Technology Regulation

White House Proposes to End NSA’s Mass Collection of Phone Data – But Reforms Don’t Go Far Enough for Many Privacy Advocates

Responding to mounting public pressure, President Obama announced this week that he would be proposing legislation to end the National Security Agency’s mass collection of phone records. Under the new proposal, phone metadata would be stored by telephone companies, not the NSA, and could only be obtained by the NSA through a court order.  However [...]

The Senate’s violent video games bill: witch hunt or legitimate concern?

Last January, in the aftermath of the Sandy Hook school shooting in Connecticut, Sen. Jay Rockefeller proposed S. 134: Violent Content Research Act of 2013, which has since worked its way through the Commerce, Science, and Transportation committee. Freshly amended in December, the bill would require various governmental agencies to work with the National Academy [...]

Google and Amazon take on the Skies and its Regulations

It’s a drone… It’s a weather balloon… No, it’s a Google Loon balloon! Google Loon is by any account a project of enormous proportions. It was born of the ideal of providing Internet access to the most remote corners of the planet, and announced via video with the additional promise of chipping away at the [...]

Aereo’s latest victory: what does it mean for the future of broadcast television?

Earlier this month, a Boston federal judge denied Hearst-owned Boston-station WCVB-TV a preliminary injunction motion against Aereo, strengthening Aereo’s Second Circuit victory in WNET v. Aereo, Inc., decided in April.  Aereo provides both live and time-shifted streaming of over-the-air television channels to paying subscribers.  To provide this service, Aereo relies on its use of tiny [...]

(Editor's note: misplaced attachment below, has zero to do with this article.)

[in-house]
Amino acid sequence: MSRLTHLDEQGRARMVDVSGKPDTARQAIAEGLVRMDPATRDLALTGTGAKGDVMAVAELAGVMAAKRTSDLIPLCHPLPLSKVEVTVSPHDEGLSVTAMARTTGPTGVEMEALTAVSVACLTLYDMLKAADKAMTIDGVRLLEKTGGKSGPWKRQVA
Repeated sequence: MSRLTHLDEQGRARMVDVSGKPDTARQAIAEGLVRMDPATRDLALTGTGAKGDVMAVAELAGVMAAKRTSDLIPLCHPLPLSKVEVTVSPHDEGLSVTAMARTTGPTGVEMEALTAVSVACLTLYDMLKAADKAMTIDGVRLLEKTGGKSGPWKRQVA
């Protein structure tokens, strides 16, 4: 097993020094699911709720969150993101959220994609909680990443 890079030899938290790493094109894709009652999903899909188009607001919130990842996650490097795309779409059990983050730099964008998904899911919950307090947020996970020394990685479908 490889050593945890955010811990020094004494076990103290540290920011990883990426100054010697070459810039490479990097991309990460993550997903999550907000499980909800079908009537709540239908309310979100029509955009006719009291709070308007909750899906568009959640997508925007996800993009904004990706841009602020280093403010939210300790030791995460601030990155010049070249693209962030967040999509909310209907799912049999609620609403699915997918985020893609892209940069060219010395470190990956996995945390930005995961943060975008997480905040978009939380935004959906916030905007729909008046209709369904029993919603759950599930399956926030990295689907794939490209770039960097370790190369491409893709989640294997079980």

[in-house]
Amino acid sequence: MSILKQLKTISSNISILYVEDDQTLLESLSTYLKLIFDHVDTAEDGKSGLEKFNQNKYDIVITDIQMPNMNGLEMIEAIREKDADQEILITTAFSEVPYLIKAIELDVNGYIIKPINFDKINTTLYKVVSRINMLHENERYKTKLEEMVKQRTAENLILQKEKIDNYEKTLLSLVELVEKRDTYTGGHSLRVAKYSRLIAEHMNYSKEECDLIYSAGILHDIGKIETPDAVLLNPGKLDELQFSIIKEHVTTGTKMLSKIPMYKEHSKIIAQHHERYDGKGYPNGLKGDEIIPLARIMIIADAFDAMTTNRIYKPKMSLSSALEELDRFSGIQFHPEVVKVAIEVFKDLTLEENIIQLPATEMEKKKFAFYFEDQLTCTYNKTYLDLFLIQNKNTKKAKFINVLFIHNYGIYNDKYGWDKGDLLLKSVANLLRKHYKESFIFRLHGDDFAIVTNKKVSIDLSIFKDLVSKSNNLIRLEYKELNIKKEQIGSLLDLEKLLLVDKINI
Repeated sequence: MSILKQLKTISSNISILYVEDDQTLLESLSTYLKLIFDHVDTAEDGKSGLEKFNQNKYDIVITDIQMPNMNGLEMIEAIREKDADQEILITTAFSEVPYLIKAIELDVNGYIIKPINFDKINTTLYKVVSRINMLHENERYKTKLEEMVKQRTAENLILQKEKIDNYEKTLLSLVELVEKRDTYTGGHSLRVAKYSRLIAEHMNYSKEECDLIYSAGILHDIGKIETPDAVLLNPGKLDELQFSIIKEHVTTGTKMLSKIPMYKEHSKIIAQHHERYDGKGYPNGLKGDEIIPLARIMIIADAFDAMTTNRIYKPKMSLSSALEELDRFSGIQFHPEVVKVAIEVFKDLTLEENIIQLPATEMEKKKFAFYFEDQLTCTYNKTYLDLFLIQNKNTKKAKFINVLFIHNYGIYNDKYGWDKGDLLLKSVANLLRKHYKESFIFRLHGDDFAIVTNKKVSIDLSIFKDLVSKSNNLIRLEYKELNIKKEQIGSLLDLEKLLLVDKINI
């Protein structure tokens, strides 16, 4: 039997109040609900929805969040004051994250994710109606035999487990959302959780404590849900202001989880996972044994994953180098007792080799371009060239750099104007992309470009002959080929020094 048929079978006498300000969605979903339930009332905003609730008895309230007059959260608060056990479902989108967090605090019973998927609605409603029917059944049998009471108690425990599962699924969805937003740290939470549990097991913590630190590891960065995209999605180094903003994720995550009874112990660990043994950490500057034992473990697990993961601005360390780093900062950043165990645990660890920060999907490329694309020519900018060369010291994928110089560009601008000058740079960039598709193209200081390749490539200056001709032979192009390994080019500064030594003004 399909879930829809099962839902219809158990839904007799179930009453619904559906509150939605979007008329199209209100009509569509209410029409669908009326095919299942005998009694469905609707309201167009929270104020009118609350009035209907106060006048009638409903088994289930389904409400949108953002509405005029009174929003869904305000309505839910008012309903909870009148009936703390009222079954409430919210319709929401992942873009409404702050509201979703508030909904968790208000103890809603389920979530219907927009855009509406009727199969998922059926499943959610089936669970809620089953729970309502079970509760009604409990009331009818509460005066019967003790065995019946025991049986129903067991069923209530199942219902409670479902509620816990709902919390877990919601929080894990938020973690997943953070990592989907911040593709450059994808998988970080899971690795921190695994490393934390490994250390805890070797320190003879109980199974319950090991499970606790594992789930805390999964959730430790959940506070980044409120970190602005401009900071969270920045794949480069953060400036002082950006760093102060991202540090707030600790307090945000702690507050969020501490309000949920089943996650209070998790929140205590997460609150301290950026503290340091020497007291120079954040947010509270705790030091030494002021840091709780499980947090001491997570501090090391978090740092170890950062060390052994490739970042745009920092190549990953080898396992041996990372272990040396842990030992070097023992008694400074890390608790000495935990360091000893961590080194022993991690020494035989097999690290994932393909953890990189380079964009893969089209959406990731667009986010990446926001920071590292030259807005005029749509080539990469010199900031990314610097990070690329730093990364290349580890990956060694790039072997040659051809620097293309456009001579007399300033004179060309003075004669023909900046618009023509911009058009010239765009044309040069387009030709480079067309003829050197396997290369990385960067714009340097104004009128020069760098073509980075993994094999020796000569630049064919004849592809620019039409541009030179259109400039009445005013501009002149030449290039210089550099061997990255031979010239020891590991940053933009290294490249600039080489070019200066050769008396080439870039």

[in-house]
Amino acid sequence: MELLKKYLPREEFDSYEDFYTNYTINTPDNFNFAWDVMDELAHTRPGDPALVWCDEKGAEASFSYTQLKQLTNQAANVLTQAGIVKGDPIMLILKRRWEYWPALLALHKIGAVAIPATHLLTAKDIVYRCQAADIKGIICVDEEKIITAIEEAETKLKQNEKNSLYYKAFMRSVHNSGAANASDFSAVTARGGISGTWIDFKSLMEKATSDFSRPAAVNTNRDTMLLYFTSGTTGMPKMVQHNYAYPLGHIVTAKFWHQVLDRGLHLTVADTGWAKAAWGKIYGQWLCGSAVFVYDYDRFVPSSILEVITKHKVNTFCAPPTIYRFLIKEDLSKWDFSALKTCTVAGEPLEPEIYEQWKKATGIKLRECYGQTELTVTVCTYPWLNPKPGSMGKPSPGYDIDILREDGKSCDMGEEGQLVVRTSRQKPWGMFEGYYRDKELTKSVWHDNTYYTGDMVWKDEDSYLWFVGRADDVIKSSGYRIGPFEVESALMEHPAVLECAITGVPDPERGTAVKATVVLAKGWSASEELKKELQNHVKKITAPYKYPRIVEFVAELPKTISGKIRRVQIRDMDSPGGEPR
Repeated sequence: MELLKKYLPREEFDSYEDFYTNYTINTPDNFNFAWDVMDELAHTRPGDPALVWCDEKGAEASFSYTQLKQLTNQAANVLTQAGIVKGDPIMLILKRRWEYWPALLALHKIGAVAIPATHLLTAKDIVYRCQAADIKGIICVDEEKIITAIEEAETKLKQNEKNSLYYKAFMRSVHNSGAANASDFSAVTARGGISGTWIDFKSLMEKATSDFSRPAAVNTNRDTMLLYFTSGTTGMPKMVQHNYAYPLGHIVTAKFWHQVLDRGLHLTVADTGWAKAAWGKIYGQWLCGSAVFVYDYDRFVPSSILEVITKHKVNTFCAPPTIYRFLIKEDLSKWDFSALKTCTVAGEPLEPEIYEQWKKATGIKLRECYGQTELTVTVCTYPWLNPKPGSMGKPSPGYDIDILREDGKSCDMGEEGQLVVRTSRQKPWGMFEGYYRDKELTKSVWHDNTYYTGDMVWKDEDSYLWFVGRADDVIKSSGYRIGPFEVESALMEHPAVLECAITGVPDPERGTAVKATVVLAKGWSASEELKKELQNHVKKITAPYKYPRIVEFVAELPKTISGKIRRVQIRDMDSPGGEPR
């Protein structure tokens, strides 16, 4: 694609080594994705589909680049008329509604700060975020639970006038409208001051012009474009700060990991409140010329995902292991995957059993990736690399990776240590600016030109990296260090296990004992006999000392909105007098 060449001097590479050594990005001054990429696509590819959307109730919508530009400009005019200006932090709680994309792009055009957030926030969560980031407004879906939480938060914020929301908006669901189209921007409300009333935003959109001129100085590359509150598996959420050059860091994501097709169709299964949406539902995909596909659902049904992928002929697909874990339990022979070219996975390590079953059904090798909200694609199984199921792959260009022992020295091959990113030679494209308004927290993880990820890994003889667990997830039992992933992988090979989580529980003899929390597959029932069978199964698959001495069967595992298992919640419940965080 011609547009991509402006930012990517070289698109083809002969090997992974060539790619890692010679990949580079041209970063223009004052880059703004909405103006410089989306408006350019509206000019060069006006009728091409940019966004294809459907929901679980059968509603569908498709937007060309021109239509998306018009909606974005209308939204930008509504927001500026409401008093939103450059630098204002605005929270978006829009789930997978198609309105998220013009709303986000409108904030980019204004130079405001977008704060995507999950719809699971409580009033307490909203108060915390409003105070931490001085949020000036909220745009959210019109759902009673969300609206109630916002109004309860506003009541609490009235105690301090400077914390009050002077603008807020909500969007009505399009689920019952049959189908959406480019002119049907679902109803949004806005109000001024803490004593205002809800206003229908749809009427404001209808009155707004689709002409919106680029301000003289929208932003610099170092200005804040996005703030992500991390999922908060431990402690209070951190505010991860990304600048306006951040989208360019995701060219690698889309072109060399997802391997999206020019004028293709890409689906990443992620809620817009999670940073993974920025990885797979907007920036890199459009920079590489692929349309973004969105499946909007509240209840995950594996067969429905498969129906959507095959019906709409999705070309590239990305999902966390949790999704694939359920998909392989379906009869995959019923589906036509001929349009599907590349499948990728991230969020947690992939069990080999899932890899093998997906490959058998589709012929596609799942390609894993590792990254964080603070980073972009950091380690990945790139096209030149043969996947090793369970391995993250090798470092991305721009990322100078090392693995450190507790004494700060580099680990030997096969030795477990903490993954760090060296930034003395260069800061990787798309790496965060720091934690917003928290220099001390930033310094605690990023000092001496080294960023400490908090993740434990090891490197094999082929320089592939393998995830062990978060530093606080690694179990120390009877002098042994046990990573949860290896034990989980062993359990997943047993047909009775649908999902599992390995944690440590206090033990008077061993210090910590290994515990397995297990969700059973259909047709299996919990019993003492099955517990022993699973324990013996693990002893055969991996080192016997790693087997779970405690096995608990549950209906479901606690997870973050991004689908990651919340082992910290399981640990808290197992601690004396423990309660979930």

Eyes in the Sky: FAA Regulation of Commercial Drone Usage

The Federal Aviation Administration was created in 1958 by legislation signed into law by President Eisenhower, largely in response to a collision between two commercial airlines above the Grand Canyon which killed over 125 people. The Act abolished the old Civil Aeronautics Administration and empowered the FAA to take action to encourage and develop an [...]

Advancing Video Game Technology May Be Too Realistic

Technological improvements in the realistic portrayal of college athletes in video game graphics may partially be to blame for a string of recent legal disputes against major video game developer Electronic Arts, Inc. (“EA”).  NCAA college athletes have filed actions against EA for unauthorized use of their names and likenesses, a charge that falls under [...]

Is Netflix’s “Watch Instantly” Streaming Service Statutorily Discriminatory Against the Deaf? The Answer is Yes and No.

Netflix has established itself as the world’s premier on-demand Internet streaming media service, with thousands of movies and TV episodes available for unlimited and instant download and more than 33 million subscribers around the world. Yet, despite its overall popularity, over the past year Netflix has found itself defending against allegations that its “Watch Instantly” [...]

There’s a Law for That: Mobile Ridesharing Services Encounter Legal Troubles

Those who live in parts of cities that lack regular taxi traffic may know about Uber, the car service that will send a well-maintained black car to your location with a quick tap of your mobile touchscreen. Those who live outside of San Francisco may be less familiar with two new mobile based “rideshare” companies: [...]

There’s No App For That: Smartphone Data Privacy and Law Enforcement Searches

Smartphones have become repositories for vast amounts of personal information.  As their functionality grows, users store more and more of their details in their smartphone, from friends’ phone numbers, diary entries, photos, and messages, to shopping lists, bank details, and travel plans.  At the same time, phone manufacturers and app designers silently gather data on [...]

Tracing the Justification for Tracer Testing

This post discusses the use of tracer testing for gasoline station construction in California and argues that, while the regulatory regime is excessive given that its original justification no longer exists, mandating use of tracer testing technology makes sense as long as we are under the current regulatory standards for “product-tight.” As a laborer in [...]